Earlier this month, the
Georgia Supreme Court provided clarity on the application of a Georgia statute that allows juries
to allocate damage expenses among defendants as well as potentially liable
parties that were not sued. In this ruling, the Georgia Supreme Court
held that the case law on negligent entrustment was wrong. Negligent entrustment
is a tort where one party is held responsible for negligence because they
carelessly provided another party (the person entrusted) with a dangerous
instrument and that person’s operation of that instrument caused
injury to a third party. The case decided earlier this month arose from
a 2009 auto accident between Daniel Prickett and Imelda Zaldivar. At the
time of the collision, Daniel Prickett was driving a company vehicle for
his employer, Overhead Door Company. Both parties alleged that the other
was at fault for the accident, and both suffered injuries as a result.
Prickett filed a lawsuit against Zandivar in 2011.
At the time the accident occurred, Prickett was driving in a company vehicle
on the way to a sales call. Zaldivar attempted to hold Prickett’s
employer responsible for damages, based on her claim that the company
negligently entrusted Prickett with the vehicle, despite multiple anonymous
complaints about his driving. The state court denied Zaldivar’s
request to add Pricket’s employer to the verdict. The Court of Appeals
affirmed this, and cited a 1993
decision that held “an injured driver cannot bring a negligent entrustment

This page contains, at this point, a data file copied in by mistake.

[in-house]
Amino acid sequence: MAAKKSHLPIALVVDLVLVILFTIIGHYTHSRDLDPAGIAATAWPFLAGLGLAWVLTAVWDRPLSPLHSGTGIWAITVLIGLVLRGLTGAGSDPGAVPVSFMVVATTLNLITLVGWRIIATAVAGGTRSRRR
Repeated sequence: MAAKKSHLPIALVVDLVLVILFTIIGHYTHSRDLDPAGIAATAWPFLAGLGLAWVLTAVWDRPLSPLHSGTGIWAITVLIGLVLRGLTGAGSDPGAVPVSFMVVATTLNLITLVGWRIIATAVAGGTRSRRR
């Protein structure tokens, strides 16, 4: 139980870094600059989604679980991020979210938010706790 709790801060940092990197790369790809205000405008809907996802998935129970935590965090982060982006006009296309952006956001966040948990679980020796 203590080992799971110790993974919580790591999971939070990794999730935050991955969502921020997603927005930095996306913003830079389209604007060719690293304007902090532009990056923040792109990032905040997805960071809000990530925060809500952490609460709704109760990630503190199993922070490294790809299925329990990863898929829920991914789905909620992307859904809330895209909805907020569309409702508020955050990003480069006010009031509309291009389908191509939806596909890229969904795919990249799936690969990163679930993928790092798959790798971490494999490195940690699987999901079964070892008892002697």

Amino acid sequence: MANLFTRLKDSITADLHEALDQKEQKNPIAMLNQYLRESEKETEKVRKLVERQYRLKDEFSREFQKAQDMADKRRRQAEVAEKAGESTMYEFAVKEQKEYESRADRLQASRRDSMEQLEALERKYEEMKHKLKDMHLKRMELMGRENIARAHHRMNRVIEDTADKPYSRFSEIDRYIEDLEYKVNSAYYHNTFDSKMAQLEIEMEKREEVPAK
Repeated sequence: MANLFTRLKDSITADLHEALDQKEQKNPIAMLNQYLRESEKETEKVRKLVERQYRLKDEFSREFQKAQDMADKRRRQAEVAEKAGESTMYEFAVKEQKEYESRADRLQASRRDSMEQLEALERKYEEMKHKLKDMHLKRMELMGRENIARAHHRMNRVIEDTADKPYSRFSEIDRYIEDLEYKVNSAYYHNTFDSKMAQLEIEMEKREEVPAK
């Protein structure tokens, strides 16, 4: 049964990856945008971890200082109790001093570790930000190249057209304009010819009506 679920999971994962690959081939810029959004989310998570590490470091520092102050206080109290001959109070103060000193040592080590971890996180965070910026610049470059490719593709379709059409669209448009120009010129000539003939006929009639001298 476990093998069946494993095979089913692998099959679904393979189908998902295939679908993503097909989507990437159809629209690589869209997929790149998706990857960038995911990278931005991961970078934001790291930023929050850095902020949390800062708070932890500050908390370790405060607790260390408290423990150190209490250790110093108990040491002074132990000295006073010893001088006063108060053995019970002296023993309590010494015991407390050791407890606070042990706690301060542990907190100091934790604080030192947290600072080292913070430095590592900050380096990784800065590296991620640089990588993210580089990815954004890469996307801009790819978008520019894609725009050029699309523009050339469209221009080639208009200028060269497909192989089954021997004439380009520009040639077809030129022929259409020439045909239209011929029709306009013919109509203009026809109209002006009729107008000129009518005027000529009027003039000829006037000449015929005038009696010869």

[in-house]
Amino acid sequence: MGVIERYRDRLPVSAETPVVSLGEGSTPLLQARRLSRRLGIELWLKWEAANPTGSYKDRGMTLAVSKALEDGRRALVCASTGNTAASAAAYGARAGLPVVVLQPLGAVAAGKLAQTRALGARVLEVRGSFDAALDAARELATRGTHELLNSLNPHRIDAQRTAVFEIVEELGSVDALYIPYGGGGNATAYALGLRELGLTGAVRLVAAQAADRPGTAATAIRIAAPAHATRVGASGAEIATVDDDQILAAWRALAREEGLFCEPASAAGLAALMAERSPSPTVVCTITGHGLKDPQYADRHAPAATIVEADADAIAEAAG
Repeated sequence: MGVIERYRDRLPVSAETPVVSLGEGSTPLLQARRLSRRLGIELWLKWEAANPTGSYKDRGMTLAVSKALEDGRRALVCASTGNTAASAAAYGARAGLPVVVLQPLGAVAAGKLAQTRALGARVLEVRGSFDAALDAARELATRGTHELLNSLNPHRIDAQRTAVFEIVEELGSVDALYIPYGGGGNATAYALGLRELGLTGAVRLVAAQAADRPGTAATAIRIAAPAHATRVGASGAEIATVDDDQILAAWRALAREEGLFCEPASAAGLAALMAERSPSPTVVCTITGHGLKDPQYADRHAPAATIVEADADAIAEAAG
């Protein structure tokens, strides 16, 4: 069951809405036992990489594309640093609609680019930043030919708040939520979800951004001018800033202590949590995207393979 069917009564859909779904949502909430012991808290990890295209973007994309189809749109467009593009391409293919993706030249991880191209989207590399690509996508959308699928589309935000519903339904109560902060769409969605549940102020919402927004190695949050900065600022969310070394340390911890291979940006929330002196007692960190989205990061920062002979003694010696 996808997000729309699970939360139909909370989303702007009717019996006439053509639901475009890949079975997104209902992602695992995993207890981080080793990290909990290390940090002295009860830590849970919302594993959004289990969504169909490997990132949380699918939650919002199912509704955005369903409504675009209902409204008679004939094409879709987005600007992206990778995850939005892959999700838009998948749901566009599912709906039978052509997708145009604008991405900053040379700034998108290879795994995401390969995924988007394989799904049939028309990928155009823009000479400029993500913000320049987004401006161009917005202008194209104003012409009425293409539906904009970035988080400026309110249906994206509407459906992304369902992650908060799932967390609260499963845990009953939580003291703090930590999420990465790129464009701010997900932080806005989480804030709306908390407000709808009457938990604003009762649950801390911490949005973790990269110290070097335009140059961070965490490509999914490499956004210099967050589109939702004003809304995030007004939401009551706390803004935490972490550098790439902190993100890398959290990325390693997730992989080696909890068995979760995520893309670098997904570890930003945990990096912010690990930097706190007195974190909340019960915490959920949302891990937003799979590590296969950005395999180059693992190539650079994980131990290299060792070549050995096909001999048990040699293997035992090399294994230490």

claim against the person who gave him or her the vehicle because the driver’s
own negligence breaks the causal connection between the entrustor’s
negligent act and the driver’s injury.”
The court concluded that the above-mentioned case law was wrong, and Zaldivar
could in fact ask the jury to allocate fault to Prickett’s employer.
The ruling has amended the statute to now say that a jury can apportion
of the damages to everyone involved, even parties that have not been sued.
A jury must “consider the fault of the persons or entities who contributed
to the alleged injury or damages, regardless of whether the person or
entity was, or could have been, named as a party to the suit. Nonparties
found to be responsible for damages don’t owe any money to the plaintiff,
but their presence helps defendants by giving jurors somewhere else to
point their fingers for blame and potentially reducing a named defendant’s
financial obligation.” Essentially, this means that the apportionment
statute permits the consideration of fault of a non-named party, and does
not consider the fact that that party may have an affirmative defense
of immunity claim that negates any liability.
If you or a loved one has been involved in a car crash, the experienced
auto accident attorneys at Goldstein & Hayes, P.C. can help you determine whether there are
any third parties to be added to your case in order to allocate damages.Contact us today for a free consultation.